Finding information requires a lot of skills that you may not be aware that you have or that you are developing. Use this page to learn strategies for HOW to find the most relevant information to meet your needs.
Use the sub-pages to learn WHERE to search for research on your topic or question.
Watch this video from WHMS Library to understand the difference between library databases and search engines.
You can search most library databases using natural language like you would in an internet search. For example, if you wanted information about college athletes making money from their image, you might do a natural language search like college athletes get football endorsements in a search engine.
Not all databases work with natural language. Some databases require Boolean-style searching using the AND, OR, and NOT operators. Review the information below to learn how each operator affects your search results. And get in touch with a librarian if you have questions!
A search for football AND college AND endorsements will get you search results (articles and other documents or pages) that have ALL THREE TERMS. These results will most likely be about college football players who are allowed to make money through endorsements.
A search for College OR university or Endorsements OR Sponsorships will get you search results that have AT LEAST ONE OF THESE TERMS. In these two examples, using both terms with an OR will help you cast a wider net, broadening your results to include more.
Tip: Keep the related terms inside parenthesis or in their own search box for best results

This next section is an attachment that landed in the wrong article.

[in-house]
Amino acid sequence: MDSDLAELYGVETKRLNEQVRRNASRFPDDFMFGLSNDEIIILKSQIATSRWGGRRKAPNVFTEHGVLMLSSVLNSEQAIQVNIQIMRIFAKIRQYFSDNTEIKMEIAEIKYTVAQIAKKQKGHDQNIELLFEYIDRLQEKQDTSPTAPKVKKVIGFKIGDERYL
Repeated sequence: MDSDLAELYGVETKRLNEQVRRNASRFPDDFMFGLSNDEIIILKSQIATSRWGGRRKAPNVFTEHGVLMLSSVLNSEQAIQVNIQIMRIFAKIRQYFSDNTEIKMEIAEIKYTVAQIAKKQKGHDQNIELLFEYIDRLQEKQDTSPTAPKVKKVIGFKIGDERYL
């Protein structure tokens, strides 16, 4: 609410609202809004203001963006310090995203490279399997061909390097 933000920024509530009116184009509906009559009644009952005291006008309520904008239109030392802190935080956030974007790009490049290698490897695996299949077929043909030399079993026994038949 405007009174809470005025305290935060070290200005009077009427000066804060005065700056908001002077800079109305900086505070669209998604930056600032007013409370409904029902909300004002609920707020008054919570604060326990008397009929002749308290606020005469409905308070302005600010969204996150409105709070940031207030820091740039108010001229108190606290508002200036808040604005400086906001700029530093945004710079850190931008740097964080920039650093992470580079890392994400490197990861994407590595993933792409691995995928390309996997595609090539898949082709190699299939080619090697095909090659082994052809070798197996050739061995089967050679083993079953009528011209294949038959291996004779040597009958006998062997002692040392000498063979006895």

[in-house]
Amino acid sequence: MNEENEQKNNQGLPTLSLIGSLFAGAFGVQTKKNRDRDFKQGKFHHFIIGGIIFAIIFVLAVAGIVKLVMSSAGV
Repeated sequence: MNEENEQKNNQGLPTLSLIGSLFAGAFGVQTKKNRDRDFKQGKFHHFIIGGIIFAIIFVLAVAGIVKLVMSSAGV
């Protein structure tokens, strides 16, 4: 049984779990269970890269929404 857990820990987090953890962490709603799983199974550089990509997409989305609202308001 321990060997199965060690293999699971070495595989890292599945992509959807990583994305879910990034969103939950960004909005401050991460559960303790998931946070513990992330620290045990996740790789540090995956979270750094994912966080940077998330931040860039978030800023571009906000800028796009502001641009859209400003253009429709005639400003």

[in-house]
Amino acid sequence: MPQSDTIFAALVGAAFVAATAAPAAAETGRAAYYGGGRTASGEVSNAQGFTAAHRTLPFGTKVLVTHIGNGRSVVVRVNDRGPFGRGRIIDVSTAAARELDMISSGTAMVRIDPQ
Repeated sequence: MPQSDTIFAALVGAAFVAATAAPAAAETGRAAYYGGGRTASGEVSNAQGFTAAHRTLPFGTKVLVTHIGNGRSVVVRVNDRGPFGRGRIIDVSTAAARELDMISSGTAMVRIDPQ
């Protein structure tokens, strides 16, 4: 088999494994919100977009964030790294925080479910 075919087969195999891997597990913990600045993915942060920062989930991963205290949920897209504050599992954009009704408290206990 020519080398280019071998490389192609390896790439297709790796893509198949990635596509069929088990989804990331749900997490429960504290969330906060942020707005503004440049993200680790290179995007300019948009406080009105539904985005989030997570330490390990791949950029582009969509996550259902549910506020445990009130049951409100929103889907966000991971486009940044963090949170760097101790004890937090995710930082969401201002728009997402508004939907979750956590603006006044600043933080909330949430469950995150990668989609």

A search for football NOT soccer will EXCLUDE A TERM from your search. In this example, the results will most likely be about American-style football only and not European football or soccer around the globe.
This screen capture shows a complex Boolean search that can also be shown as a phrase search uses the logical Boolean search operators, AND, OR, and NOT: (College OR university) AND (endorsement* OR sponsorship*) AND football NOT soccer NOT rugby [the last bit can also be NOT (Soccer OR rugby)].
In general, scholarly sources:
Articles published in scholarly journals which cover academic and scientific research. Scholarly journals are often referred to as "peer-reviewed" or "refereed" journals. Journals can also be scholarly or academic, but not have the extra level of quality control known as "peer review."
Books are not "peer-reviewed," like articles. Instead, they are written by academic scholars, and edited and published (most often) by academic or university presses, e.g.: Routledge, IGI Global, or Oregon State University Press.
A book review can also indicate if the book is scholarly. Use LibrarySearch to find reviews of books.
When in doubt, ask a librarian!
*LibrarySearch includes search results from many of the UO Libraries database subscriptions.
Databases often have a "Scholarly" or "Peer Review" filter option too. Here's an example from one of our EBSCO databases:
Search in LibrarySearch by title or keyword. Many of our books are "scholarly," but look for the name of the publisher to find an academic press, e.g., "Princeton University Press."
Did you find the information you needed? Will it help you answer your research question? If not, it might be time to reach out to a Subject Librarian for an appointment.
As researchers, we should approach the evidence we find with an open mind. Research should broaden or inform our perspectives, and not confirm our own biases. If your research is just a collection of cherry-picked quotes, you may need to go back to the library catalog (LibrarySearch) or the article databases to gather more information and other perspectives to consider.